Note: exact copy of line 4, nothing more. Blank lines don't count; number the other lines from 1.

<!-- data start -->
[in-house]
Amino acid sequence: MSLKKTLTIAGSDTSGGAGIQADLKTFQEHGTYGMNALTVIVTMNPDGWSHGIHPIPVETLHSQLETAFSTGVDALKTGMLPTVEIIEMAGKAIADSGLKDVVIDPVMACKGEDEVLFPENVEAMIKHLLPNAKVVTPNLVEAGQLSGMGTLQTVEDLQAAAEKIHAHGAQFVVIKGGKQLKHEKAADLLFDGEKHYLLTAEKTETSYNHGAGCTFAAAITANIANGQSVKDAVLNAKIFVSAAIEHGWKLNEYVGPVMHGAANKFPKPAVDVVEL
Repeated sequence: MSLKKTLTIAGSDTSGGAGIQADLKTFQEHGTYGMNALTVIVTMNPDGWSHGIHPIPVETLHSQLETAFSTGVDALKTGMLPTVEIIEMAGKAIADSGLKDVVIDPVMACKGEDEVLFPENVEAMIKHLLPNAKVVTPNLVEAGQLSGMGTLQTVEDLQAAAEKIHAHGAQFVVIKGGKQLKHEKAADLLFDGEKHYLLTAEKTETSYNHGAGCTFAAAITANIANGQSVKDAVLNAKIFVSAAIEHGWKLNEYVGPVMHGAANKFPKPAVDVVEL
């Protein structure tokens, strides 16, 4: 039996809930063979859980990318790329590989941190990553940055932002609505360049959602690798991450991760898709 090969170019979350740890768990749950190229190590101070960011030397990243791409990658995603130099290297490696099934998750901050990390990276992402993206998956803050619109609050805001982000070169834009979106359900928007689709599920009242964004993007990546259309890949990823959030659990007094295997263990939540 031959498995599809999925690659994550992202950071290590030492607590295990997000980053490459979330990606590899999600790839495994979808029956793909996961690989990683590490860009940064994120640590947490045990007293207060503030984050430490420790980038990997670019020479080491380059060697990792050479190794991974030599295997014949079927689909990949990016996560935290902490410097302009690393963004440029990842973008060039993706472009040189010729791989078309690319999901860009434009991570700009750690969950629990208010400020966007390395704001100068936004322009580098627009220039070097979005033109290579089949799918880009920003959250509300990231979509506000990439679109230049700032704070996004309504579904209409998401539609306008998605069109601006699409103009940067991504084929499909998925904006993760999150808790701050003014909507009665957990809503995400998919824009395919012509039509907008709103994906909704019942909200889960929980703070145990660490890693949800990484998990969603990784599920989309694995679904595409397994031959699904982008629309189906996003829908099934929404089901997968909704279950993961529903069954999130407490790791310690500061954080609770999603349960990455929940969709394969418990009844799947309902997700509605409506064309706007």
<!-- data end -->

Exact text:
């Protein structure tokens, strides 16, 4: 039996809930063979859980990318790329590989941190990553940055932002609505360049959602690798991450991760898709 090969170019979350740890768990749950190229190590101070960011030397990243791409990658995603130099290297490696099934998750901050990390990276992402993206998956803050619109609050805001982000070169834009979106359900928007689709599920009242964004993007990546259309890949990823959030659990007094295997263990939540 031959498995599809999925690659994550992202950071290590030492607590295990997000980053490459979330990606590899999600790839495994979808029956793909996961690989990683590490860009940064994120640590947490045990007293207060503030984050430490420790980038990997670019020479080491380059060697990792050479190794991974030599295997014949079927689909990949990016996560935290902490410097302009690393963004440029990842973008060039993706472009040189010729791989078309690319999901860009434009991570700009750690969950629990208010400020966007390395704001100068936004322009580098627009220039070097979005033109290579089949799918880009920003959250509300990231979509506000990439679109230049700032704070996004309504579904209409998401539609306008998605069109601006699409103009940067991504084929499909998925904006993760999150808790701050003014909507009665957990809503995400998919824009395919012509039509907008709103994906909704019942909200889960929980703070145990660490890693949800990484998990969603990784599920989309694995679904595409397994031959699904982008629309189906996003829908099934929404089901997968909704279950993961529903069954999130407490790791310690500061954080609770999603349960990455929940969709394969418990009844799947309902997700509605409506064309706007």